The Safe Starch Cookbook is an interactive PDF, and will work on any computer, tablet, or smart phone. Please note that you will need a PDF reader to view the eBook, which is integrated natively into most modern devices. If you want to test it yourself, here is a PDF sample recipe for Bangers and Kale Mash.

I built the whole book from scratch, and I’m really proud of it; I designed it to be awesome no matter how you read it. For example, its native dimensions are optimized for the iPad, but will work on any other device just fine; and when using Adobe Reader on your home computer, the recipes will display as a beautiful two-page spread, like this:

I’m selling The Safe Starch Cookbook for $10, and you will get the download link emailed to you immediately after buying the eBook.

So altogether, The Safe Starch Cookbook includes:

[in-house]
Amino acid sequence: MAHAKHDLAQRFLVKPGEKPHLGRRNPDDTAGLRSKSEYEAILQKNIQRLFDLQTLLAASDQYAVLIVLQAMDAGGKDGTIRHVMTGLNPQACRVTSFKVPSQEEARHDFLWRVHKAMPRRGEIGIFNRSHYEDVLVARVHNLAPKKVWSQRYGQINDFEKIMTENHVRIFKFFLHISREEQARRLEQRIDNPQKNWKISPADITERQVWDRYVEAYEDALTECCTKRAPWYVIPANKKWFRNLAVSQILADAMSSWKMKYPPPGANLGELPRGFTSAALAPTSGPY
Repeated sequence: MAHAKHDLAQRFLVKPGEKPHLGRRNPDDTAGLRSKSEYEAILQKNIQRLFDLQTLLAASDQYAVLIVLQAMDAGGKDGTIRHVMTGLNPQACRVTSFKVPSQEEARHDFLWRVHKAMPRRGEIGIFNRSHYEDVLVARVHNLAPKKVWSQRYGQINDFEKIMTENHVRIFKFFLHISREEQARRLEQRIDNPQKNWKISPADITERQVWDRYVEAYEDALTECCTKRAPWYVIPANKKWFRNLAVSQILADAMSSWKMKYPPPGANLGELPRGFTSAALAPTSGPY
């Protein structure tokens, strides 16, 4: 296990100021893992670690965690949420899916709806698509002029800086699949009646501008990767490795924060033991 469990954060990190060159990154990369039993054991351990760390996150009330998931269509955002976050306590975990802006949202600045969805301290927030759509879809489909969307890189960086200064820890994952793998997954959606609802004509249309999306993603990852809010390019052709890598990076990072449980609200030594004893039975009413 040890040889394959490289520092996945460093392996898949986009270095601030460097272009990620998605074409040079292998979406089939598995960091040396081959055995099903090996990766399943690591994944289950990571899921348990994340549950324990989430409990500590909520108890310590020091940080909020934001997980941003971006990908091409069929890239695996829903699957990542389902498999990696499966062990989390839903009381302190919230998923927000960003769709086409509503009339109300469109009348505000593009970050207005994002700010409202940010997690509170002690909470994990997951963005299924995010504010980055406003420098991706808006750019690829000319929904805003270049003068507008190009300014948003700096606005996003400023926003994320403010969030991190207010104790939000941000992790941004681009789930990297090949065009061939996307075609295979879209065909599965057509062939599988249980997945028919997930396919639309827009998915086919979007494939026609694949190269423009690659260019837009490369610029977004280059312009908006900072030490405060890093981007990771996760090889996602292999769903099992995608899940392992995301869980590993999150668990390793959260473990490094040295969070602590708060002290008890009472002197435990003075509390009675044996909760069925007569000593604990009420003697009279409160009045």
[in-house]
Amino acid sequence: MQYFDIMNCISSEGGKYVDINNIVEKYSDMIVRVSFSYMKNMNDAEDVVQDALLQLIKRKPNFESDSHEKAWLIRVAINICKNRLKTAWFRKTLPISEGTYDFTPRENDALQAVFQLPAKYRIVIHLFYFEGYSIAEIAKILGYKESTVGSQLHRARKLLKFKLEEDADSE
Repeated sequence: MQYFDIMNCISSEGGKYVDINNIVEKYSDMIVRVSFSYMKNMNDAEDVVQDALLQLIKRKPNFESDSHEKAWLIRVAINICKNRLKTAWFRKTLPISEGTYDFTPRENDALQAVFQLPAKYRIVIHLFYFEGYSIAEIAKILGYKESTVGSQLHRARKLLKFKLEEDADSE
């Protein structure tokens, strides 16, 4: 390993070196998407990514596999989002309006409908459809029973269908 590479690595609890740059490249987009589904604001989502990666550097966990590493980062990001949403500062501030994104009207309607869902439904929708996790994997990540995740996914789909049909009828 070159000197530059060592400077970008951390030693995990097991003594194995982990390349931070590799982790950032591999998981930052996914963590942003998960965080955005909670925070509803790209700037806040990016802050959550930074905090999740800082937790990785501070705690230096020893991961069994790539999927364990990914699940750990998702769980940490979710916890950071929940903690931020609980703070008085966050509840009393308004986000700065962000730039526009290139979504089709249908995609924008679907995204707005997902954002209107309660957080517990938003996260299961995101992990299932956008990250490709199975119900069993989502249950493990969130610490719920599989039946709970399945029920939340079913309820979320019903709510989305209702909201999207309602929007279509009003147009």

• 64 recipes (15 rice, 17 potato, 11 noodle, and 21 other starch dishes)
  • a picture for every recipe, taken by yours truly
  • comprehensive recipe index with thumbnail hyperlinks to each page
  • a look at portion sizes and meal timing for optimum health
  • tips to save money using starches (nearly $1,000/year per person!)
  • a breakdown of meal-planning in the context of carbs
  • a thorough substitution guide for common food allergies
  • all recipes are gluten-free and developed using a whole-food mindset
  • my argument for why white rice should be considered “Paleo”
  • rice-buying guide to avoid arsenic and other toxins
  • 167 pages total

Not bad for $10, right? I think it’s pretty reasonable.

Click the link below to buy The Safe Starch Cookbook, using PayPal or any major credit card.

Any questions? Check out the eBook support page, leave a comment below, or send me an email.

71 thoughts on “The Safe Starch Cookbook

  1. Russell, I just got your ancestral cookbook for Christmas. It’s great. Looking forward to this. Was curious on your thoughts around couscous and quinoa and their toxicity. Are they addressed in this book? If not can you give me your thoughts? Thanks.